With George Floyd being at least the second African American man, that we have heard of, in just the last few years to die while telling the police officer choking them, “I can’t breathe,” and with so many videotaped deaths by such a variety of means, too, I have been wondering why it took yet another such death to have the impact George Floyd’s has. There are lots of factors, of course: the galling callousness of Officer Chauvin as he knelt for 9 minutes with one hand in his pocket, and one knee on a neck; the awful repetition of death by police asphyxiation necessitating a bigger response; a demographically changing America, now about 60% non-Hispanic white; and the internet facilitating decentralized local expressions of sympathetic frustration. But I believe that the massive response to George Floyd’s death is also part of the Covid-19 story, not only because there are suddenly over 40 million unemployed and frustrated Americans (also, and again, more likely people of color).
In addition to all those factors, “I can’t breathe” resonates today, again today, and maybe more today, when over 111,000 Americans have died of a disease whose signature symptom is respiratory distress, and for which, in the early going, ventilators, or the lack thereof, had been a predominant national topic. By the time people saw the video of the death of George Floyd, they were attuned to breath, to breathing, and to people taking their last breaths, alone. By the time George Floyd died, people had also tuned in, one way or another, to task force briefings in which the proposed solutions were themselves sometimes deadly, and in which the principle presenter seemed to comprehend neither the risks in the new conditions nor the proposed ‘treatment.’ When George Floyd died, most people probably knew someone who had had Covid-10, and thus many more people worried that they too might soon be saying, “I can’t breathe,” also through no fault of their own, and also maybe because of a lack of governmental concern for them, an absence some of them could see in Officer Chauvin’s nonchalant demeanor. In short, maybe there was an opening where more people were feeling their shared vulnerability, which means, in part, a shared humanity.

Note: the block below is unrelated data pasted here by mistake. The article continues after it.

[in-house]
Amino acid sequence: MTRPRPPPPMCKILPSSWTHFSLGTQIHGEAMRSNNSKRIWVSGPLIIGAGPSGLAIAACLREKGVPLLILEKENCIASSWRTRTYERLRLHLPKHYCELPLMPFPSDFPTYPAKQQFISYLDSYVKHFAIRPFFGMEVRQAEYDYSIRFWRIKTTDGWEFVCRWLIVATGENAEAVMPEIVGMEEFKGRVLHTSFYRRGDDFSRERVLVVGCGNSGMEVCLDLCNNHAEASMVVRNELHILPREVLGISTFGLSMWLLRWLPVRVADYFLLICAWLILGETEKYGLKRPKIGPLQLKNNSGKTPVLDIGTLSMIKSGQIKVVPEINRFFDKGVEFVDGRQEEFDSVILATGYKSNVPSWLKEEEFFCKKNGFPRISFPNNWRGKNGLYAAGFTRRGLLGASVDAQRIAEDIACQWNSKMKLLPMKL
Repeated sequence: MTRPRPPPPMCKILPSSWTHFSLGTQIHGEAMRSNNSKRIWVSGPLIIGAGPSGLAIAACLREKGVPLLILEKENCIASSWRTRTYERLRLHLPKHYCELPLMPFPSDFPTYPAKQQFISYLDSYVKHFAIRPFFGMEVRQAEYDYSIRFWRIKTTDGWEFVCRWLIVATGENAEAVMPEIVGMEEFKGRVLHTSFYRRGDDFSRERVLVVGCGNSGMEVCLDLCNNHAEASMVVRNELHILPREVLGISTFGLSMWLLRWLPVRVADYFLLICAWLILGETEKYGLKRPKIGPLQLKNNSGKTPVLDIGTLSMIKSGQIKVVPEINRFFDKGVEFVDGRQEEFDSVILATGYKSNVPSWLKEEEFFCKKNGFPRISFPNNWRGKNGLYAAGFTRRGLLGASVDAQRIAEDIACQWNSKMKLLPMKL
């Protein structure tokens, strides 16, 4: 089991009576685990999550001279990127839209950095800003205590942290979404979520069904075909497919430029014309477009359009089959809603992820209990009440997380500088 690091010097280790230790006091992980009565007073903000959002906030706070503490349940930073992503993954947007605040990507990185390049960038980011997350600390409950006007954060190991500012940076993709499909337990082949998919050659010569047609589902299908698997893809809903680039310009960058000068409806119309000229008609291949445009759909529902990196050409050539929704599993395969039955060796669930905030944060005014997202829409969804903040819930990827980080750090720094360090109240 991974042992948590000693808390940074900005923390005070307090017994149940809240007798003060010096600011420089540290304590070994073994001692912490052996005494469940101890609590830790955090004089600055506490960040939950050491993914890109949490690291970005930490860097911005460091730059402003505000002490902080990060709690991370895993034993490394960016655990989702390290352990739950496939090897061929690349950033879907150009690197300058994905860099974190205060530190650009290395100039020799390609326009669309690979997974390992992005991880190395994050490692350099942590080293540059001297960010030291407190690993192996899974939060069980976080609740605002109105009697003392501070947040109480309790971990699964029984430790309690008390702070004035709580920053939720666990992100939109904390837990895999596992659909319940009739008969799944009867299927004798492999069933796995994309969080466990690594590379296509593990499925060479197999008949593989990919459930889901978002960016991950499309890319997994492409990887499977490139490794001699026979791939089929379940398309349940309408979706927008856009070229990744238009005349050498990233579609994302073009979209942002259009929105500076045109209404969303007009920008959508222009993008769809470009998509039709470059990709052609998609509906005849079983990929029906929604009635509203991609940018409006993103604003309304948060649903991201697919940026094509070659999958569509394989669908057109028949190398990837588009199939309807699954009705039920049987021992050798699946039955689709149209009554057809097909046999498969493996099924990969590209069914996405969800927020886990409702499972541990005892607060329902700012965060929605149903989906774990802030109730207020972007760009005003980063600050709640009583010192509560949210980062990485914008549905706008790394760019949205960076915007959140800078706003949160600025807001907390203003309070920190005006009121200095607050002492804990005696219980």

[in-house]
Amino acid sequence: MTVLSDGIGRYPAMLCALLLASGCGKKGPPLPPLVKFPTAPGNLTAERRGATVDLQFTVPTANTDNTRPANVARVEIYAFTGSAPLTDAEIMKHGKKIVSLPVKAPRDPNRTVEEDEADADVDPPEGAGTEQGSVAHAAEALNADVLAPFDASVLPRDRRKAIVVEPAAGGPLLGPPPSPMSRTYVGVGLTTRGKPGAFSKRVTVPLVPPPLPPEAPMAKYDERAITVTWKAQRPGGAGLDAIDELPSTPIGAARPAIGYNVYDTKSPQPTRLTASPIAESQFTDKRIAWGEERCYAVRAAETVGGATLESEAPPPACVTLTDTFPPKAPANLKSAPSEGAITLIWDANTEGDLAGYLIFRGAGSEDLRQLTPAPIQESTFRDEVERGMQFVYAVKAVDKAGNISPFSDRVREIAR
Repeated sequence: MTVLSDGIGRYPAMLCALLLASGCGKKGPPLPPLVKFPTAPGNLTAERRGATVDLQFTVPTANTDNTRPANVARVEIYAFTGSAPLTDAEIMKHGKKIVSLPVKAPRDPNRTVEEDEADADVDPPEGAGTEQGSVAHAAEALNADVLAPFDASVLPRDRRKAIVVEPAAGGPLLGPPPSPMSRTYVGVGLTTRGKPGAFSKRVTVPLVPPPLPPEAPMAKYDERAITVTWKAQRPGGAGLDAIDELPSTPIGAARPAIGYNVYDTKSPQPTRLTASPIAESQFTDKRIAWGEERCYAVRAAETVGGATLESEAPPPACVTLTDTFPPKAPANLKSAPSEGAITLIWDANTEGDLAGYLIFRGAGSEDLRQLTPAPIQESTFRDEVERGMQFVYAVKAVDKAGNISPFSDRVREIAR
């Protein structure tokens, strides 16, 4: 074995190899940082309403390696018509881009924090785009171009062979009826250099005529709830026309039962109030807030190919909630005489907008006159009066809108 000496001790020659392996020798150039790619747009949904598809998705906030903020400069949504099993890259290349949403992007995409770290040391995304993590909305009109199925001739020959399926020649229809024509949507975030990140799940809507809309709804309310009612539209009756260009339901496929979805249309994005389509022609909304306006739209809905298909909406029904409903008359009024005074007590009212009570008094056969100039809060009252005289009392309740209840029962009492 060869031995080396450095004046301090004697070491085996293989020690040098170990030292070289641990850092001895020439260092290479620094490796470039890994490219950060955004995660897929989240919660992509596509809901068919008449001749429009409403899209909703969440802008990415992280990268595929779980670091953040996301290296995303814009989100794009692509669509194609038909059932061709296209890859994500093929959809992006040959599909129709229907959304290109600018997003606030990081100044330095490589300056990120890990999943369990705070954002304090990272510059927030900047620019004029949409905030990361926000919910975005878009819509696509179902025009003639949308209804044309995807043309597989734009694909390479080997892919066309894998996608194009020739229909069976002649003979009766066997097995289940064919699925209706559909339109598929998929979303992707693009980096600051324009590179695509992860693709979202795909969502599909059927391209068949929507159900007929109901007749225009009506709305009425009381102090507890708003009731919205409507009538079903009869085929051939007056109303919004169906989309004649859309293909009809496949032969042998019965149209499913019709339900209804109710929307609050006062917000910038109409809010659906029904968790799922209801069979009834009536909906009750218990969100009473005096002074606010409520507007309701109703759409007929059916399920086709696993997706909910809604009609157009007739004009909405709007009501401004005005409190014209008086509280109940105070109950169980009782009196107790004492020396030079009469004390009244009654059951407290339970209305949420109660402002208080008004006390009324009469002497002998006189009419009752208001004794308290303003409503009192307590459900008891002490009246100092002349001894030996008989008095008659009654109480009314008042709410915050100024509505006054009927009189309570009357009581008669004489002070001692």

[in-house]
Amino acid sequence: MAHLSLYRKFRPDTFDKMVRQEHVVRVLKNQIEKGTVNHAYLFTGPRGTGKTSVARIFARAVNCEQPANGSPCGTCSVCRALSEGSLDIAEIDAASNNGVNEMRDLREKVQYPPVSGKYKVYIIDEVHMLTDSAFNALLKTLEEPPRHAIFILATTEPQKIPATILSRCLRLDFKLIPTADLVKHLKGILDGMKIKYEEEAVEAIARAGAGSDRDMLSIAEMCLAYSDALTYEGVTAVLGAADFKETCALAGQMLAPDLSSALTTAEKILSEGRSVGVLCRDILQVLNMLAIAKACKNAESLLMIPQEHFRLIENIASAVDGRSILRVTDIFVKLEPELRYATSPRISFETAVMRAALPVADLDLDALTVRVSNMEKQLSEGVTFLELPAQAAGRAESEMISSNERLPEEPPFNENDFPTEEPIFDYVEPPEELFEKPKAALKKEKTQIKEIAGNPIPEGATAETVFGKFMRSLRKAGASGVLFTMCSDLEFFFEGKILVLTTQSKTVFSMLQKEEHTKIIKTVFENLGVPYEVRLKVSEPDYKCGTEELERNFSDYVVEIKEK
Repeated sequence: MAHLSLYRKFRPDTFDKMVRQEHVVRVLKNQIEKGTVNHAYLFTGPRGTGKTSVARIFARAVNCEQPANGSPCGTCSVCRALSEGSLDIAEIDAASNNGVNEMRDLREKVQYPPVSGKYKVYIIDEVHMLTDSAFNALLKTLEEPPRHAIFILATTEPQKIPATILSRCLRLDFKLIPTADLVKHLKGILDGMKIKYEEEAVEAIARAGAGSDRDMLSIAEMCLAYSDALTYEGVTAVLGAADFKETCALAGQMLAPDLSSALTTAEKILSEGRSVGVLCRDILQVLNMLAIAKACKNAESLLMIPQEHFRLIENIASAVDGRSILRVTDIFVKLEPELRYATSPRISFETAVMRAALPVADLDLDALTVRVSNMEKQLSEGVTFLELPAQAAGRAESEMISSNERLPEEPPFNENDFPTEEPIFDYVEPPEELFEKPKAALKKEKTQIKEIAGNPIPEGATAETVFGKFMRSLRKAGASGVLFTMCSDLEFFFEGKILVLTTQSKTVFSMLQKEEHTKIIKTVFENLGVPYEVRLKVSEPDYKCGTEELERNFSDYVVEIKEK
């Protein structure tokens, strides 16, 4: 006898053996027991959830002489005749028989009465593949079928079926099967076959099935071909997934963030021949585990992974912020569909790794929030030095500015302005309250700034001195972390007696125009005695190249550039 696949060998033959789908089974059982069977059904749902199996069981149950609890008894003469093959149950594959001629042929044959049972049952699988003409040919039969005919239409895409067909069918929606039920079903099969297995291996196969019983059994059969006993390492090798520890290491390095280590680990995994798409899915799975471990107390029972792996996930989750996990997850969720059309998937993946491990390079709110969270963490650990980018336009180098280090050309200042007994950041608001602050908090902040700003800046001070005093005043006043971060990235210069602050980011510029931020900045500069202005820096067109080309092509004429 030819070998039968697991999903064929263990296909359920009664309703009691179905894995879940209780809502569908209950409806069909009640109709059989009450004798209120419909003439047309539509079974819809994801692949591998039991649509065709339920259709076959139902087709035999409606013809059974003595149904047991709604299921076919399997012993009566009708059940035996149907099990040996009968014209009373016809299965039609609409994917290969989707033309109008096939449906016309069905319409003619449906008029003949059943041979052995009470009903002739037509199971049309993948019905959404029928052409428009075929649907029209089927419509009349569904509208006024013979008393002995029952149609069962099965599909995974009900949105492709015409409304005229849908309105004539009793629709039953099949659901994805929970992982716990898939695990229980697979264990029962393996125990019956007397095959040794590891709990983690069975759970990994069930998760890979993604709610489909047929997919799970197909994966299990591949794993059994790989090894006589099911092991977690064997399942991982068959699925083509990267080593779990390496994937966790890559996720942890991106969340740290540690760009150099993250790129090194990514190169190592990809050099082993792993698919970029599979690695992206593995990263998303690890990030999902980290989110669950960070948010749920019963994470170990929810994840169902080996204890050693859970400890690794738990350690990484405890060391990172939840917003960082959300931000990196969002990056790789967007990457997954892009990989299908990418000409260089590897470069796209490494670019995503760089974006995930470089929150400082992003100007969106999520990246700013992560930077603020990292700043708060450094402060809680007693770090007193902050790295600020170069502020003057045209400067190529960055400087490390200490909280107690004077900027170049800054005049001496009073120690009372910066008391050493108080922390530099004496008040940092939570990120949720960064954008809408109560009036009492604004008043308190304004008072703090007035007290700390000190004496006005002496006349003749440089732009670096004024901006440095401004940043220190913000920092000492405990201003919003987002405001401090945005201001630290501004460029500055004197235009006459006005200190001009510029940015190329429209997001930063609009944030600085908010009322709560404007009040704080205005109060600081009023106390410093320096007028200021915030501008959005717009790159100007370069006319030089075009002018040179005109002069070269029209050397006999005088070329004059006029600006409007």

At this point, I realized that if my research in sixteenth- and seventeenth-century English literature was helping me think about what was happening now (and that what was happening now might inform my research), then the same must be happening for my Clemson Humanities colleagues, too, and maybe even more so for those who work in, say, American history, or American literature, or political philosophy, or, well, you get the idea. So, with this realization in mind, I wrote to many of my colleagues in the humanities at Clemson, and I asked them if they would like to write a brief, accessible post about how what is happening now informs their research, and vice versa, as part of a series I would call “Clemson Humanities Now.” I am delighted to say that many colleagues offered to contribute to this series. Come to think of it, actually, I am honored that they said yes—it is an honor to work with generous colleagues who are so actively thinking about the implications of their work, and the consequences of what is unfolding around them. This is Clemson Humanities Now.
The series will be updated as Clemson Humanities’ faculty posts arrive, starting this Wednesday afternoon.